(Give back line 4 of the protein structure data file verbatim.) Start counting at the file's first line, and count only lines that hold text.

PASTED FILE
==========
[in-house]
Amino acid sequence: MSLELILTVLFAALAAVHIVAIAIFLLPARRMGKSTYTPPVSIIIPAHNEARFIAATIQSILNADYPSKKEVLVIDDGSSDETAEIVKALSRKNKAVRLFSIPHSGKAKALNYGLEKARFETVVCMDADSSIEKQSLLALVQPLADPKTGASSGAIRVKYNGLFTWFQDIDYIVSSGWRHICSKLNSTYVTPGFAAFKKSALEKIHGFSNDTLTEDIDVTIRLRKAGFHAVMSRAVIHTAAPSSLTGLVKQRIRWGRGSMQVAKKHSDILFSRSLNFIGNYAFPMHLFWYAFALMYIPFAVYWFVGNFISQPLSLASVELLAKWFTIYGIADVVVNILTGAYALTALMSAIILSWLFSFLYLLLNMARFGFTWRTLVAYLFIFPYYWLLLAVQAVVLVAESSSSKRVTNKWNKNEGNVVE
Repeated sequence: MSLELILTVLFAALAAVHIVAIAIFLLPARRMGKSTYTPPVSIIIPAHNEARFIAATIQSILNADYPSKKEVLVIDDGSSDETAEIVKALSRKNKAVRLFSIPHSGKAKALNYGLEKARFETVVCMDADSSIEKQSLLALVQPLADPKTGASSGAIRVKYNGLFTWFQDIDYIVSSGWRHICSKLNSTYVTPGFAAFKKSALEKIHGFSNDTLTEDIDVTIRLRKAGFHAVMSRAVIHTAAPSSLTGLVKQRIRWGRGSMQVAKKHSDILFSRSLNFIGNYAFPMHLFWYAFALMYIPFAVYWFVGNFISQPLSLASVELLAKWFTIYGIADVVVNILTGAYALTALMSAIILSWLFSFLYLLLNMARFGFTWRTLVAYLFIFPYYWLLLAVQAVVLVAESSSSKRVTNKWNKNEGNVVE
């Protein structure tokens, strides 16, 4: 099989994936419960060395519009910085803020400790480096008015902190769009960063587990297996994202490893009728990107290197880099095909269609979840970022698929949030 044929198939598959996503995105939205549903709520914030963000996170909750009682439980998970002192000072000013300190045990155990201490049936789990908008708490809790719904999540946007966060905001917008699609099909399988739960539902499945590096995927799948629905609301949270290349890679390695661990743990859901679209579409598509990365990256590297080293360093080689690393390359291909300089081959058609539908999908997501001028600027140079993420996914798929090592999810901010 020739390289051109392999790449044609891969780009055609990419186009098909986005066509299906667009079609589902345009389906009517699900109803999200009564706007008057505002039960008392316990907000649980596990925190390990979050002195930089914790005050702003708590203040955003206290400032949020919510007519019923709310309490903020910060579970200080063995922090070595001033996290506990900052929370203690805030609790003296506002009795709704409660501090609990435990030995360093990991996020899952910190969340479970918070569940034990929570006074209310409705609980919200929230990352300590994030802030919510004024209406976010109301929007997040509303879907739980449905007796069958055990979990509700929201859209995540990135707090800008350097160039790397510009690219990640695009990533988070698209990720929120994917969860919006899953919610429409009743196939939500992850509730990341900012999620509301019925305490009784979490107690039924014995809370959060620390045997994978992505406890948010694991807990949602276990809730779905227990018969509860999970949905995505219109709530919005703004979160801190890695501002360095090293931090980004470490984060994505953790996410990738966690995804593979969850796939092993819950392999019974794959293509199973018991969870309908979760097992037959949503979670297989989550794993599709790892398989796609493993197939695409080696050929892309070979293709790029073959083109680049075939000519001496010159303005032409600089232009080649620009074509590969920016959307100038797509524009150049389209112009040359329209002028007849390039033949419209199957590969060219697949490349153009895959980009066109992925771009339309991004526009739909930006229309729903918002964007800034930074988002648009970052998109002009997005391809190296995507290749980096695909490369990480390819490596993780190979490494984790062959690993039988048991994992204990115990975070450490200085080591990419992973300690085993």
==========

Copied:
């Protein structure tokens, strides 16, 4: 099989994936419960060395519009910085803020400790480096008015902190769009960063587990297996994202490893009728990107290197880099095909269609979840970022698929949030 044929198939598959996503995105939205549903709520914030963000996170909750009682439980998970002192000072000013300190045990155990201490049936789990908008708490809790719904999540946007966060905001917008699609099909399988739960539902499945590096995927799948629905609301949270290349890679390695661990743990859901679209579409598509990365990256590297080293360093080689690393390359291909300089081959058609539908999908997501001028600027140079993420996914798929090592999810901010 020739390289051109392999790449044609891969780009055609990419186009098909986005066509299906667009079609589902345009389906009517699900109803999200009564706007008057505002039960008392316990907000649980596990925190390990979050002195930089914790005050702003708590203040955003206290400032949020919510007519019923709310309490903020910060579970200080063995922090070595001033996290506990900052929370203690805030609790003296506002009795709704409660501090609990435990030995360093990991996020899952910190969340479970918070569940034990929570006074209310409705609980919200929230990352300590994030802030919510004024209406976010109301929007997040509303879907739980449905007796069958055990979990509700929201859209995540990135707090800008350097160039790397510009690219990640695009990533988070698209990720929120994917969860919006899953919610429409009743196939939500992850509730990341900012999620509301019925305490009784979490107690039924014995809370959060620390045997994978992505406890948010694991807990949602276990809730779905227990018969509860999970949905995505219109709530919005703004979160801190890695501002360095090293931090980004470490984060994505953790996410990738966690995804593979969850796939092993819950392999019974794959293509199973018991969870309908979760097992037959949503979670297989989550794993599709790892398989796609493993197939695409080696050929892309070979293709790029073959083109680049075939000519001496010159303005032409600089232009080649620009074509590969920016959307100038797509524009150049389209112009040359329209002028007849390039033949419209199957590969060219697949490349153009895959980009066109992925771009339309991004526009739909930006229309729903918002964007800034930074988002648009970052998109002009997005391809190296995507290749980096695909490369990480390819490596993780190979490494984790062959690993039988048991994992204990115990975070450490200085080591990419992973300690085993």